Why Most Malaysians Won’t Retire with Enough Money

By Terence Teoh on 24th August 2018 in News
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In a recent news by New Straits Times,

‘According to a recent study by Khazanah Research Institute, “people are borrowing too much and not saving enough”. The risk of “pensioner poverty” is frighteningly real.’

This sad reality is further confirmed by a report in The Star.

The article states:

“EPF raised the minimum savings target by age 55 from RM197,000 to RM228,000. But only 18% of members have this much, far short of its target of getting at least half its members to meet the minimum level by 2021.”

In other words…an incredible 82% of Malaysians are NOT expected to have enough savings for retirement.

So how exactly did it become this bad?

Money, time and energy – are the 3 most important things life but only 9 out 10 people can afford to have all 3. Most of the time, people could only afford 2 out of the 3.

They say when you’re retired; after years spent working and earning money – all you have left at the end of the day are time and money – but no energy.

That’s because, by the time you’re retired, you’re not as young as you used to be. Your body is weaker and your energy is fading.

But what if you have no time, no energy and no money altogether?

Without proper financial planning – this nightmare is possible. Again, this is the case for the majority of Malaysian retirees.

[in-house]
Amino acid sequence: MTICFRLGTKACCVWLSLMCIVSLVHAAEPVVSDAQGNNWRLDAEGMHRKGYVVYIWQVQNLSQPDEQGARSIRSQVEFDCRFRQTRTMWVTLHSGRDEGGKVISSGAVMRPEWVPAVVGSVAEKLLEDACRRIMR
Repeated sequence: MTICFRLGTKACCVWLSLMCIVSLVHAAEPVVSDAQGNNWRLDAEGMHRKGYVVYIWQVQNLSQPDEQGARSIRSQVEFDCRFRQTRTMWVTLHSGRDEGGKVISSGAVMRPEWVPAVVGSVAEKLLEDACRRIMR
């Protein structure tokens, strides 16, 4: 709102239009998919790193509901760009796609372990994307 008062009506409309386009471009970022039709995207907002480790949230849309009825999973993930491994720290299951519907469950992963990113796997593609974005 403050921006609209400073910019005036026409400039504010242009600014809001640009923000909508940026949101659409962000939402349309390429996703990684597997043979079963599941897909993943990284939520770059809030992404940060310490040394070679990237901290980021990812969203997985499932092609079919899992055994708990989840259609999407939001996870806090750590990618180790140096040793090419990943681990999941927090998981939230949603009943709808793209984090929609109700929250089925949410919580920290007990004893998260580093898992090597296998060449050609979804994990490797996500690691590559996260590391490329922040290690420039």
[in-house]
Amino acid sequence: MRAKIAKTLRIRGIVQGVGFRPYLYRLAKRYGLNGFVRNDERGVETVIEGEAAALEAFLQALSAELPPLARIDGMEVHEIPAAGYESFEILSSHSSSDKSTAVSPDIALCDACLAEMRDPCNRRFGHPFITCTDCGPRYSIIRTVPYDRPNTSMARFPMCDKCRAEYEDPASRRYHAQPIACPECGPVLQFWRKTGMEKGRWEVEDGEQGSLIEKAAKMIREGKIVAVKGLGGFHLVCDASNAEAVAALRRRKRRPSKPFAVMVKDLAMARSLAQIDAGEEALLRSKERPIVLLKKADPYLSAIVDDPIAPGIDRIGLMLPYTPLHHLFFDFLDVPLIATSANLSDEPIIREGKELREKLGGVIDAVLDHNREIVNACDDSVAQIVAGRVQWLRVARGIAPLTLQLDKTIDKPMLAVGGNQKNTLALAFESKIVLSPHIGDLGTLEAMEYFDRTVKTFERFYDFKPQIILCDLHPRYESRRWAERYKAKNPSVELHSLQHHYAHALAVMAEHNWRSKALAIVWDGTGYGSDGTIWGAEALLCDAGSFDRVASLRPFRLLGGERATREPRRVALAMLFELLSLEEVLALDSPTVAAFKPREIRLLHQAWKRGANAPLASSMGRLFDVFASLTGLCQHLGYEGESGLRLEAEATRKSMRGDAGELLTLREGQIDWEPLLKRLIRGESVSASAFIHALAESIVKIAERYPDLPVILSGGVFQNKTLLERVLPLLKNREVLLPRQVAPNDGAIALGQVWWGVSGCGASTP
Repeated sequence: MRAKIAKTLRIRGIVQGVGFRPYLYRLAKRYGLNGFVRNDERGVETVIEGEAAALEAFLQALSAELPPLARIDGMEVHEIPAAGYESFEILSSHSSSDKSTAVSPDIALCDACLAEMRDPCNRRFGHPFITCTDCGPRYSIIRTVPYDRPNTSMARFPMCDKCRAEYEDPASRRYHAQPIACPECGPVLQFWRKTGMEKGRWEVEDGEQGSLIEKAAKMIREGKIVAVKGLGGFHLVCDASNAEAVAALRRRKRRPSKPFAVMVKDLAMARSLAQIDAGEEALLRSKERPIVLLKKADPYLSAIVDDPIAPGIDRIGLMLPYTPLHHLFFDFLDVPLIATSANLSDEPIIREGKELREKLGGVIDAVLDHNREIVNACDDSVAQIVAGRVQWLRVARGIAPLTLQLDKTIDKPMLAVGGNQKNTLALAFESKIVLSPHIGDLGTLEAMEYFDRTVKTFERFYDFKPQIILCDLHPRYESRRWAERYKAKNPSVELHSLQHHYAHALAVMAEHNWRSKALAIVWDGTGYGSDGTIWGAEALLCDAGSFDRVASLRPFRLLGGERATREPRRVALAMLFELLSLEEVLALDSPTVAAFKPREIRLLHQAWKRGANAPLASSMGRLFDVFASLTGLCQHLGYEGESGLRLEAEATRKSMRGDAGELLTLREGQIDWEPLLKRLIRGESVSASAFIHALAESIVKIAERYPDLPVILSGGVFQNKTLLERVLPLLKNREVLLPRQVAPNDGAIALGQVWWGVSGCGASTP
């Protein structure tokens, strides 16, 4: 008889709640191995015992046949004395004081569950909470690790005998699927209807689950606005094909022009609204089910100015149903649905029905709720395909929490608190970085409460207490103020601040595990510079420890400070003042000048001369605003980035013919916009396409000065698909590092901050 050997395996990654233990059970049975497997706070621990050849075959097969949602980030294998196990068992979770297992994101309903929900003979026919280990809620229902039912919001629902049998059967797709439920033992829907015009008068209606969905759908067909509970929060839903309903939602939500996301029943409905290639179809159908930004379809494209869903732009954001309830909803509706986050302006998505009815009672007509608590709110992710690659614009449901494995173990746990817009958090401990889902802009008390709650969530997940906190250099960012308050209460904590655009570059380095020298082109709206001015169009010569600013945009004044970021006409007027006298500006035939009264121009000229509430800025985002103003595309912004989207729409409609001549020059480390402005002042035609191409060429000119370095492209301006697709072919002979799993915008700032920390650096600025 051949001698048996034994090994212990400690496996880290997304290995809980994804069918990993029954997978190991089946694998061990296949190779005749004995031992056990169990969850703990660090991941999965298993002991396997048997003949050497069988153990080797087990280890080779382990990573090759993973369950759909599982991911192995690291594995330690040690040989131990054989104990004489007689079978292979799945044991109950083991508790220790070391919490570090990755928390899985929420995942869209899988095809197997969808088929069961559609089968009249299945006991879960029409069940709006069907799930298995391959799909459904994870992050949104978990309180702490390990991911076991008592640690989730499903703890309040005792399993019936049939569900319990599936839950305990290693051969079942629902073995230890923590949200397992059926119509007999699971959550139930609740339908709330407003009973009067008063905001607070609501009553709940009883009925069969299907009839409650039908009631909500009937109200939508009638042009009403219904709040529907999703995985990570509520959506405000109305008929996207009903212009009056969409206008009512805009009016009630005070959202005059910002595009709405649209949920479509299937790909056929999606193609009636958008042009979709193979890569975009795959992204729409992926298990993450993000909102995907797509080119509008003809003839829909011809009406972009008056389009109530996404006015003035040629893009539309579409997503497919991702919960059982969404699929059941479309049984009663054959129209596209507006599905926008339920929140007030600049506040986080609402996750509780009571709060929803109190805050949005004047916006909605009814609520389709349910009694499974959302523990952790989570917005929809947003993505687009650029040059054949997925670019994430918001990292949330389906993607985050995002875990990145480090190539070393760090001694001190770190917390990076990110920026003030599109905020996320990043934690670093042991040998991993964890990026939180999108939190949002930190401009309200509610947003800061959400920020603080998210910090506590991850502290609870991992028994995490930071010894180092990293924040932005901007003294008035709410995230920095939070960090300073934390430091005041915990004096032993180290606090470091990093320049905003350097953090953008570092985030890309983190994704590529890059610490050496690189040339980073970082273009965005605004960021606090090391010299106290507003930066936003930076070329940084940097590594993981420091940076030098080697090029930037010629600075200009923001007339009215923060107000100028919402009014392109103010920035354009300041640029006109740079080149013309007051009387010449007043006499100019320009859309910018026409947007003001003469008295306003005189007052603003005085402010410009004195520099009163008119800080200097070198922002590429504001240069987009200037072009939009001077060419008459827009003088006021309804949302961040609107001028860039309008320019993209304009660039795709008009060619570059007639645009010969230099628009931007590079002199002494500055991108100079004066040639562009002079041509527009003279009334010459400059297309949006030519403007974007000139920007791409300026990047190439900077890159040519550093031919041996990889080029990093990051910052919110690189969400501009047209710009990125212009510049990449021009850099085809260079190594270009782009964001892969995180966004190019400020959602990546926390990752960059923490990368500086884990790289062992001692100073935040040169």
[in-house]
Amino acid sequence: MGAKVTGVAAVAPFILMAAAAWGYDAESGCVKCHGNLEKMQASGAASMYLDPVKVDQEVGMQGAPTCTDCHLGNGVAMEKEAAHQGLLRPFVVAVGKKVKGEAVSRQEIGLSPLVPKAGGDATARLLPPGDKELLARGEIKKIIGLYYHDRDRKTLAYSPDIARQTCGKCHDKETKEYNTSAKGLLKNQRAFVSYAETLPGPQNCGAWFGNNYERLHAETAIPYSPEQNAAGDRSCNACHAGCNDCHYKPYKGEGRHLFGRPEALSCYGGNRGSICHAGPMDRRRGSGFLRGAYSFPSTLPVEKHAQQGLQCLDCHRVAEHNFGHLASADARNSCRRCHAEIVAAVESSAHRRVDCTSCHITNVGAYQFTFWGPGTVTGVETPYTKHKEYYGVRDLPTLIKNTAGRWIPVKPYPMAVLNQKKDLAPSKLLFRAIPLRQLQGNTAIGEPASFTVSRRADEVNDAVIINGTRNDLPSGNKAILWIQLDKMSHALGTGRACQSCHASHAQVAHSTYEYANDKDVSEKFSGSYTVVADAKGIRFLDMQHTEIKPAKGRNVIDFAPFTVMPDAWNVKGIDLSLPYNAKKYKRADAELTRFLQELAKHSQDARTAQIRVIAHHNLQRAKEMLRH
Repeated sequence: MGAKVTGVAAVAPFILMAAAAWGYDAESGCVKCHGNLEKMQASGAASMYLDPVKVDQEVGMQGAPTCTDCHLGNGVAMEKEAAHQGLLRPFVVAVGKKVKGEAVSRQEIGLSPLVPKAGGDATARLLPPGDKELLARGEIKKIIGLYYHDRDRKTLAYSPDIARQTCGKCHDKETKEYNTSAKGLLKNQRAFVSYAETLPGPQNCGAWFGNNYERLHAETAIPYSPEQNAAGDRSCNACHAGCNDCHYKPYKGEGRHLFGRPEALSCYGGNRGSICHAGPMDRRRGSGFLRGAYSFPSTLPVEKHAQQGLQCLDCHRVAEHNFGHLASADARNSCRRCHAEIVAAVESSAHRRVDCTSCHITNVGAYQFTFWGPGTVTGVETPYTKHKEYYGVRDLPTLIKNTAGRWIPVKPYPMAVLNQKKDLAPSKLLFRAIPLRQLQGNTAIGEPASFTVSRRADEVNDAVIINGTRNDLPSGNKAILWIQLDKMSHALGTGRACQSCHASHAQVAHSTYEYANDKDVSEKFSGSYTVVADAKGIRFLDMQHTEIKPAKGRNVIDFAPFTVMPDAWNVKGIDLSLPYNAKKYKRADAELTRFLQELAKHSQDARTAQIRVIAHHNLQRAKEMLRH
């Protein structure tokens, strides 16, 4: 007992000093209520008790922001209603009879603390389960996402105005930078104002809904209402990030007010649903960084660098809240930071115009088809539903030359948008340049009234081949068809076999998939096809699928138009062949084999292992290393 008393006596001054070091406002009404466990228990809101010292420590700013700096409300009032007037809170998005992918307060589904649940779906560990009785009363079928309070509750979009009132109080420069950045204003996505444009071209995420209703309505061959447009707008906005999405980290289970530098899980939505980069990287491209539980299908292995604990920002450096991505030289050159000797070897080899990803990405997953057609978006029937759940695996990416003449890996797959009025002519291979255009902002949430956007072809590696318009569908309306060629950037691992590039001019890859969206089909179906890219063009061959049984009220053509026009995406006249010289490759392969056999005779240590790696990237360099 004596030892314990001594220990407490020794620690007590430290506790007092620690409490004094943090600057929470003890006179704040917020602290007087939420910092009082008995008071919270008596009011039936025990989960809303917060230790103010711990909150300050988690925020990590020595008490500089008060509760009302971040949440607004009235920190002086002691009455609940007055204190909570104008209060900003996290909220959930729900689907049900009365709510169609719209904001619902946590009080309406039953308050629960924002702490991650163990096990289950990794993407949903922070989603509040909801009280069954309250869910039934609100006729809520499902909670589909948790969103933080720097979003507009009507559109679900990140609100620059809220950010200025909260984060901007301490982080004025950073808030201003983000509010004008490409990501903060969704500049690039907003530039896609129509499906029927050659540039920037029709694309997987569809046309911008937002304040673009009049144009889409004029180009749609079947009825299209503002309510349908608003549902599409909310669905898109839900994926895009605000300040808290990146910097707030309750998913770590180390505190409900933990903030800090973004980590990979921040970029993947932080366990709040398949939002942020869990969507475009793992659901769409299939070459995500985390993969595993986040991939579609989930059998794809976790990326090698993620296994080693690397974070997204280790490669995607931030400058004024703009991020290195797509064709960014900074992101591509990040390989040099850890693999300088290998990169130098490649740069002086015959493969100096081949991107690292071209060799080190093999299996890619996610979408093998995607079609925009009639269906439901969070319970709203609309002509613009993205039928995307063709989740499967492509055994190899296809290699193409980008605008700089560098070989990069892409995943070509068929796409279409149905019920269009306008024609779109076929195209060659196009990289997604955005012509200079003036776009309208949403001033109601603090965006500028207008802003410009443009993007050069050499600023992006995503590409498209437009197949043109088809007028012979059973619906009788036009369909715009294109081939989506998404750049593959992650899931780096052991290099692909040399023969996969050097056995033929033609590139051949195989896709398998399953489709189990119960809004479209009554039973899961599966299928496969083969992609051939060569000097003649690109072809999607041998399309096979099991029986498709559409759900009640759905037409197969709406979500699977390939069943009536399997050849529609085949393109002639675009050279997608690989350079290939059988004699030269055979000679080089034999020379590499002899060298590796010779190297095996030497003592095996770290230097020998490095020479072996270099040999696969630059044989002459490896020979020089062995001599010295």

Terence Teoh, CEO of Beyond Insights further supports this point of view, “In our past 10 years – we have probably met more than 50,000 people from various countries in our seminars. In the seminars when we do a survey on how many people actually have a financial plan, the number is usually a dauntingly low 5 to 10 percent of the room.”

Let’s explore why this is happening to us…

1) The ‘My EPF is enough’ mentality

No. It’s not enough. Many are too reliable on their Employees Provident Fund (EPF) savings thinking that it should be enough for when they are retired.

The aforementioned study by EPF in 2017 showed that 90% of respondent’s household savings in big cities like Kuala Lumpur and rural areas are not enough for them to retire comfortably.

How they spend or what they spend on with their EPF savings is also a contributing factor.

Here’s a question – what do you plan to do with your EPF savings?

In most cases, many retirees choose to spend them on things they have always wanted to have.

This makes a lot of sense because they have spent the majority of their lifetime working and now that they are free, they want to make up for it by enjoying things that they’ve never had before.

Travel, material items, houses, cars – you name it.

It’s not wrong to want these things and to spend your money on them – but when you have no backup savings, then this could become a nightmare real quick.

The next thing you know, you have no savings left, no extra money and no source of income.

Then you’ll start borrowing money, piling up debts and adding more frustrations in your life.

Not an ideal way to live the rest of your remaining years…particularly if you want to leave something for your children.

2) No Savings/Financial Plan

This is pretty obvious.

The mentality of ‘I will save later’ is exactly the kind of mentality that you will regret ever having.

Many are thinking that just because they’re young, they still have a lot of time ahead of them and will only start saving when they think they are ready.

If you’re 23 years old and you have not started saving yet, then you might be too late.

Unless, if you’re willing to save at least 50% of your income every month… but that also depends on how much you are earning.

There are a lot of factors to consider – the ‘what-ifs.’

Let’s say you don’t have a savings plan. What if an emergency happens? What if you lose your job? What if you get robbed? What if you get into an accident?